brain image


1. The blood brain barrier is a protective network of blood vessels and tissues that regulates the movement of substances between the blood and the brain. Compared to similar membranes in the rest of the body, the blood brain barrier is composed of cells that are particularly close together. The gaps between cells that are normally present throughout the body and that allow larger molecules to pass through it are plugged up by special cells called astrocytes; this effectively create tight junctions that only small, fat-soluble molecules (and some gasses) to move through freely.
While the vast majority of the brain is protected by the blood brain barrier, there are deliberate weak points in the barrier that are designed to allow substances to cross more freely. These areas are less restrictive because they are near circumventricular organs, parts of the brain that monitor the makeup of the circulating blood. Why might that be important? If you eat something that makes you really sick, the body responds by vomiting in order to protect itself. How could the brain initiate this response if it was unable to recognize the toxic substance? It couldn’t!
Other weak areas of the blood brain barrier are also nearby circumventricular organs (those that monitor levels of hormones in the blood, regulate bodily fluids, etc.) in order to make important adjustments in response to bodily functions. These weak points are not accidental, but rather a deliberate and essential component of the bidirectional (2-way) communication that exists between the brain and the rest of the body!


2. The human brain is divided into 2 halves (referred to as “hemispheres”). The right and left hemispheres of the brain are largely symmetrical, though they do vary in terms of the regions of the body they control and the specific functions that they perform best. The hemispheres process sensations and control movement on the opposite sides of the body (known as “contralateral” functions) and process information from the opposite visual field (what you see with your left eye is processed in your right visual cortex and vice versa).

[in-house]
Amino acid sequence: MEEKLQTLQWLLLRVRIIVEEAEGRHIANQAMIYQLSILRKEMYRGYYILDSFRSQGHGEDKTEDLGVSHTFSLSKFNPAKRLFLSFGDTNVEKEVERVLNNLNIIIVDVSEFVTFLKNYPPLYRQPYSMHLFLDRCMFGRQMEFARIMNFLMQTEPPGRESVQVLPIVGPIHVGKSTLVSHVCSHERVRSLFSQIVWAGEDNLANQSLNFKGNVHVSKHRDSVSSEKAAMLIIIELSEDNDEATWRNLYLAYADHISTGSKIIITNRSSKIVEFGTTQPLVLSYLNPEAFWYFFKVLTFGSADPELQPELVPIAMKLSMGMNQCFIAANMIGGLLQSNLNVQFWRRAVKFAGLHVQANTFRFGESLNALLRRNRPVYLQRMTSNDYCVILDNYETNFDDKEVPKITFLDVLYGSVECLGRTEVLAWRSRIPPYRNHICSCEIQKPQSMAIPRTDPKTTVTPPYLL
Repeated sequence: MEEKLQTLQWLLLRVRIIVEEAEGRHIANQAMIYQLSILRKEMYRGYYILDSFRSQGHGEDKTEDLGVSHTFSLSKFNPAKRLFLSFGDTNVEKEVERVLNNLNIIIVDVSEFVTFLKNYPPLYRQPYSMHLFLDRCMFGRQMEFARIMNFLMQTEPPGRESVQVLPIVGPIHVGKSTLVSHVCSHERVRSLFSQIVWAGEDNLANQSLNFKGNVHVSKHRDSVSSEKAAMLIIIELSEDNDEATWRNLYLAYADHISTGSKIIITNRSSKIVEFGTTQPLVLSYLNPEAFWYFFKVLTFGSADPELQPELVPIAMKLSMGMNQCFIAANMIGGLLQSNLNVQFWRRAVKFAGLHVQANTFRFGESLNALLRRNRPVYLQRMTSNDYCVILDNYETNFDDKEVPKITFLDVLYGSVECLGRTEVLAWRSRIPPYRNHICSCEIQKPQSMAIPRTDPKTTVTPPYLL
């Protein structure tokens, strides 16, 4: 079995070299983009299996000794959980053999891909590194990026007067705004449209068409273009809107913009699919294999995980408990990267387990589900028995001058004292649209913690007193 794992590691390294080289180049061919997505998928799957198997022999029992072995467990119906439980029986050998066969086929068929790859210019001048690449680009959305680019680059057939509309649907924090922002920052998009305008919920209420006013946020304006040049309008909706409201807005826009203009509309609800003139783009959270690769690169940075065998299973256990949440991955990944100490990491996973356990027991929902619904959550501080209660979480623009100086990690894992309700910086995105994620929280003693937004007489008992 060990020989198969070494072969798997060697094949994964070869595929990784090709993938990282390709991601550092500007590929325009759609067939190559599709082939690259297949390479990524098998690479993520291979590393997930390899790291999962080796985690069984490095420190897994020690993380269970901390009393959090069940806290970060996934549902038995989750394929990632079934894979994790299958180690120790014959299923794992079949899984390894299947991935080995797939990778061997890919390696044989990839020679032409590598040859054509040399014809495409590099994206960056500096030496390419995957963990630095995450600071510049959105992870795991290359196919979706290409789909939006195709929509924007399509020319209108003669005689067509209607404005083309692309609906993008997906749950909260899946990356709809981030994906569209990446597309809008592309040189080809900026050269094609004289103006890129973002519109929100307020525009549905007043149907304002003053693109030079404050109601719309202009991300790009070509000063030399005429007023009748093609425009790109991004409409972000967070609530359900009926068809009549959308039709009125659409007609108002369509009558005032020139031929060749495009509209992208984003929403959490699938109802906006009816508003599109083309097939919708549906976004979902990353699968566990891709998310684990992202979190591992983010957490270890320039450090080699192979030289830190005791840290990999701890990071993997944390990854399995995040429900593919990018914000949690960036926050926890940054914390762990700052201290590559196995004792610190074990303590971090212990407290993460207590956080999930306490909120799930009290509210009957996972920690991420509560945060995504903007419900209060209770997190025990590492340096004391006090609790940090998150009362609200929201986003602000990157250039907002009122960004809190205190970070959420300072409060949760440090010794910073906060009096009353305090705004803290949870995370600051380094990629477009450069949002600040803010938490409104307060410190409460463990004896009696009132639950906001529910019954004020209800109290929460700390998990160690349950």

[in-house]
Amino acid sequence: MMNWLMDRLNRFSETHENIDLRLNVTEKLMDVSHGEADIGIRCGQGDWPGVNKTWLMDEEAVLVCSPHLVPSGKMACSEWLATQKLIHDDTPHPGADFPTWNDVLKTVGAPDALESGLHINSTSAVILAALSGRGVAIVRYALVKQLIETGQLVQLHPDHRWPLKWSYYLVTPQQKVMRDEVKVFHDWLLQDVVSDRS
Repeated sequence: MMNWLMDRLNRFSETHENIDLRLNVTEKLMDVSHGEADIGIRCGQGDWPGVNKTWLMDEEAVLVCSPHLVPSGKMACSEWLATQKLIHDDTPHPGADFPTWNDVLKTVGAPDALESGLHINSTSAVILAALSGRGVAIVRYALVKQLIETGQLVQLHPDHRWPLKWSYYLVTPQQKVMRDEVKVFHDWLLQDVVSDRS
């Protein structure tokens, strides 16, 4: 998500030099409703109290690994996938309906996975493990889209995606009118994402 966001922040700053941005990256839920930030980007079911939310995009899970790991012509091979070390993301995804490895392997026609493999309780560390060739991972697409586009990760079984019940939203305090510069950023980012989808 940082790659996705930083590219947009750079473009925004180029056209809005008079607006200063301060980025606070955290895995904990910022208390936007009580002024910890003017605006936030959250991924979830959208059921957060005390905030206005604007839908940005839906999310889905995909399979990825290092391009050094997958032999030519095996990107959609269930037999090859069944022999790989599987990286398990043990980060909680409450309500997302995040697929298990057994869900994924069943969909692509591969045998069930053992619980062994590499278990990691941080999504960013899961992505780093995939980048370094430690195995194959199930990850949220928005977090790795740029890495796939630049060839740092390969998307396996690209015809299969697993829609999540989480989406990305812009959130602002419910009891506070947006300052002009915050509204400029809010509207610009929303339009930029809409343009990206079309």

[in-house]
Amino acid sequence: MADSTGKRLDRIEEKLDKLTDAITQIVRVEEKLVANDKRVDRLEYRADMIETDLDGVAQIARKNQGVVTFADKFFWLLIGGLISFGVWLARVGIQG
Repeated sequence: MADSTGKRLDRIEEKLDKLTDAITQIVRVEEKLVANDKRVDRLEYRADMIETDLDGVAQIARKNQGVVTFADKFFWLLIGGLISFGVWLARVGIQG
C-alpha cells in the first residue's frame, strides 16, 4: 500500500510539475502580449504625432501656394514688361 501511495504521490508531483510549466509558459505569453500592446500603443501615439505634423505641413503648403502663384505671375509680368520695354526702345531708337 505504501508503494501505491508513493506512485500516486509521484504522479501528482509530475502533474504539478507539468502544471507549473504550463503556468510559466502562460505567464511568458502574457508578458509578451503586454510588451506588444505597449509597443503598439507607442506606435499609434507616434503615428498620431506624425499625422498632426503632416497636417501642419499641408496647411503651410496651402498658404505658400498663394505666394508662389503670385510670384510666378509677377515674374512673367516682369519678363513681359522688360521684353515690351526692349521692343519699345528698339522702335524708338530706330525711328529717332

If one hemisphere is dominant, it is likely to be the opposite of the hand that you most naturally write with (the left brain for the majority of people). The popular notion of “right brain” and “left brain” people is a generalization and simplification of reality; however, there is research evidence that demonstrates important functional differences between the two sides of the brain (referred to as “lateralization”). While the right side of the brain has more visual and auditory processing abilities, including spatial skills and artistic ability, the left side contains regions that are highly involved in the ability to speak and comprehend language and other forms of data (including those needed for calculations, analysis, and orientation to space and time).
Even though there are specialized functions on both sides of the brain, the lobes rarely (if ever) work alone. You may consider yourself more of a “right brain” or “left brain” person, but it’s the complex interactions between the lobes that really underlies your ability to function in the world.


3. From an evolutionary perspective, the oldest parts of the brain are most similar to less advanced animals and, as such, is often referred to as the “reptilian brain.” These regions mainly control functions related to survival, such as breathing, heart rate, coordination of movement, and sleep; they also serve an important role in communication between the body and spinal cord and the more advanced regions of the brain that are located closer to the top of the skull.
Sensory information flows up the spine, through the reptilian portions of the brain, on their way up to the relatively more advanced regions, while motor largely information travels from the top of the brain, culminating in the movement of body parts such as fingers, shoulders, torso, and legs. These more advanced regions of the brain, sometimes referred to as the “mammalian brain” are also responsible for higher-order functions, such as emotional regulation, personality, self-awareness, decision making, memory formation, social skills, and organization.
Consider for a moment how easily you perform these order higher functions when you are calm compared to when you are stressed, angry, or overwhelmed. If you’re like most people, you likely notice a steep decline in these abilities when you’re challenged with difficult emotional states and situations. Anatomically, a large part of the underlying reason for this is that stress (and other challenging emotions) activate more primitive regions of the brain, functionally turning off (or at least turning down) regions responsible for careful consideration and impulse control. What you’re left with is more of an animalistic, instinctual, reflexive, and often defensive response rather than a thoughtful, deliberate, open-minded, and prosocial one. Keep this is mind the next time you want to start (or maintain) an argument when you’re tired, cranky, or angry – is it worth saying something you “don’t mean” or wouldn’t normally say? Wait until you’re both calm and you’re likely to find a much better outcome to the discussion!